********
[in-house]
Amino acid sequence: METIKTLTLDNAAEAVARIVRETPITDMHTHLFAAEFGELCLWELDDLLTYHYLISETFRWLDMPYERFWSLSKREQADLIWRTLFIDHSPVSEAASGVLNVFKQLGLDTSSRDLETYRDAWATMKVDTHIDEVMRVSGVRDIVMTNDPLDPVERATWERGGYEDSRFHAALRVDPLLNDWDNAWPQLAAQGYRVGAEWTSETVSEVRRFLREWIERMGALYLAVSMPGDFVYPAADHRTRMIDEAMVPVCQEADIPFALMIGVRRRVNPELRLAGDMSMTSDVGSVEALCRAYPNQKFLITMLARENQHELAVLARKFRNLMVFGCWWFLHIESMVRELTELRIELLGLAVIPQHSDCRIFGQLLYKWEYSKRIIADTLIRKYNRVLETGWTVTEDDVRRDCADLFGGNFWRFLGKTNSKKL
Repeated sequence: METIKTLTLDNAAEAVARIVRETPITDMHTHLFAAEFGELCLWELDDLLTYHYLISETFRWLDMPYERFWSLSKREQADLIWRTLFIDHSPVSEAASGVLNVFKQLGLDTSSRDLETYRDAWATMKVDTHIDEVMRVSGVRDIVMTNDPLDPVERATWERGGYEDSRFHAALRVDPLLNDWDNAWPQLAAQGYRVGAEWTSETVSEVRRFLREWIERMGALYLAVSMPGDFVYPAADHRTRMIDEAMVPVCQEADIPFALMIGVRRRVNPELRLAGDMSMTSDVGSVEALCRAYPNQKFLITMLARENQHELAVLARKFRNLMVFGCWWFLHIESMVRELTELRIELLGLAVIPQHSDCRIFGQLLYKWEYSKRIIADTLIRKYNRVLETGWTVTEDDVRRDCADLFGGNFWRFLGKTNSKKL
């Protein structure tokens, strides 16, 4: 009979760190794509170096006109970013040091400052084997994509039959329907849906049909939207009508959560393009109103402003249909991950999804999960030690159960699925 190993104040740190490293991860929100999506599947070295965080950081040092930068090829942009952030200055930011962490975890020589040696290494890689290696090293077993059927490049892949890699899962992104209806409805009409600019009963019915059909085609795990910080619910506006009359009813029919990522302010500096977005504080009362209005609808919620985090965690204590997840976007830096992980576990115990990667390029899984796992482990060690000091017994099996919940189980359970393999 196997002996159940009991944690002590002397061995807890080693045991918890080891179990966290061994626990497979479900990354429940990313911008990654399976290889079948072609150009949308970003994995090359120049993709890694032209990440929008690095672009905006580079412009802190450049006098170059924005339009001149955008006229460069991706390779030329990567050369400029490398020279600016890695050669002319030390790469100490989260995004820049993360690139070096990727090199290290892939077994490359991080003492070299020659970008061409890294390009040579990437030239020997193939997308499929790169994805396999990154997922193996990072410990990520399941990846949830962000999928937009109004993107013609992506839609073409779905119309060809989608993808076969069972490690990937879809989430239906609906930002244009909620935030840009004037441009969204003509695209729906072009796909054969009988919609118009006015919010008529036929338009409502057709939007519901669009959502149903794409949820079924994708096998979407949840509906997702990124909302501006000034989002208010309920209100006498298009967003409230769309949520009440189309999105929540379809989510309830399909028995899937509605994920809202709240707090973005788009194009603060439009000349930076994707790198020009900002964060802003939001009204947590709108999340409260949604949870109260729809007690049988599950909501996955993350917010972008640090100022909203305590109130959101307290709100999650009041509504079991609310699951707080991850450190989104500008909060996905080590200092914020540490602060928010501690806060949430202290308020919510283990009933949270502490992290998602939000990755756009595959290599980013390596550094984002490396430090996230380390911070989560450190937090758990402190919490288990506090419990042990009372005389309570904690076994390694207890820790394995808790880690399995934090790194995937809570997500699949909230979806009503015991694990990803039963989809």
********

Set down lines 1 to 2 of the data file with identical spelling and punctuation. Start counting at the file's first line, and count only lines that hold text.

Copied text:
[in-house]
Amino acid sequence: METIKTLTLDNAAEAVARIVRETPITDMHTHLFAAEFGELCLWELDDLLTYHYLISETFRWLDMPYERFWSLSKREQADLIWRTLFIDHSPVSEAASGVLNVFKQLGLDTSSRDLETYRDAWATMKVDTHIDEVMRVSGVRDIVMTNDPLDPVERATWERGGYEDSRFHAALRVDPLLNDWDNAWPQLAAQGYRVGAEWTSETVSEVRRFLREWIERMGALYLAVSMPGDFVYPAADHRTRMIDEAMVPVCQEADIPFALMIGVRRRVNPELRLAGDMSMTSDVGSVEALCRAYPNQKFLITMLARENQHELAVLARKFRNLMVFGCWWFLHIESMVRELTELRIELLGLAVIPQHSDCRIFGQLLYKWEYSKRIIADTLIRKYNRVLETGWTVTEDDVRRDCADLFGGNFWRFLGKTNSKKL